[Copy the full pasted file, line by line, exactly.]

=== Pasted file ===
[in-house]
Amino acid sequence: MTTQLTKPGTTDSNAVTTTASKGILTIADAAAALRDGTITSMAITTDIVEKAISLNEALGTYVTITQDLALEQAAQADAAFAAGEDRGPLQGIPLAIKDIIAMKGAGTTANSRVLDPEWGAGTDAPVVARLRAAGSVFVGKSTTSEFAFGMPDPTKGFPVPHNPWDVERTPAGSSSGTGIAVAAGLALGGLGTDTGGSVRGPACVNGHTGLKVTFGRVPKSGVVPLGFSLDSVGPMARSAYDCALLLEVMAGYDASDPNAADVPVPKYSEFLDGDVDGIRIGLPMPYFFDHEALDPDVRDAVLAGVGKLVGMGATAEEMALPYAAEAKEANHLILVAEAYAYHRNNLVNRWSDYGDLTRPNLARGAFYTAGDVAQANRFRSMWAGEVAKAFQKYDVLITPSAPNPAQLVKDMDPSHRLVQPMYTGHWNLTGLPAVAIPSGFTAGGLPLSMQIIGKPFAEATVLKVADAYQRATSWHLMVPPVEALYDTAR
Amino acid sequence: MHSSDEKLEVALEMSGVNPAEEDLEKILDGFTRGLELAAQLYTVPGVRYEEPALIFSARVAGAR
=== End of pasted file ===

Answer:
[in-house]
Amino acid sequence: MTTQLTKPGTTDSNAVTTTASKGILTIADAAAALRDGTITSMAITTDIVEKAISLNEALGTYVTITQDLALEQAAQADAAFAAGEDRGPLQGIPLAIKDIIAMKGAGTTANSRVLDPEWGAGTDAPVVARLRAAGSVFVGKSTTSEFAFGMPDPTKGFPVPHNPWDVERTPAGSSSGTGIAVAAGLALGGLGTDTGGSVRGPACVNGHTGLKVTFGRVPKSGVVPLGFSLDSVGPMARSAYDCALLLEVMAGYDASDPNAADVPVPKYSEFLDGDVDGIRIGLPMPYFFDHEALDPDVRDAVLAGVGKLVGMGATAEEMALPYAAEAKEANHLILVAEAYAYHRNNLVNRWSDYGDLTRPNLARGAFYTAGDVAQANRFRSMWAGEVAKAFQKYDVLITPSAPNPAQLVKDMDPSHRLVQPMYTGHWNLTGLPAVAIPSGFTAGGLPLSMQIIGKPFAEATVLKVADAYQRATSWHLMVPPVEALYDTAR
Amino acid sequence: MHSSDEKLEVALEMSGVNPAEEDLEKILDGFTRGLELAAQLYTVPGVRYEEPALIFSARVAGAR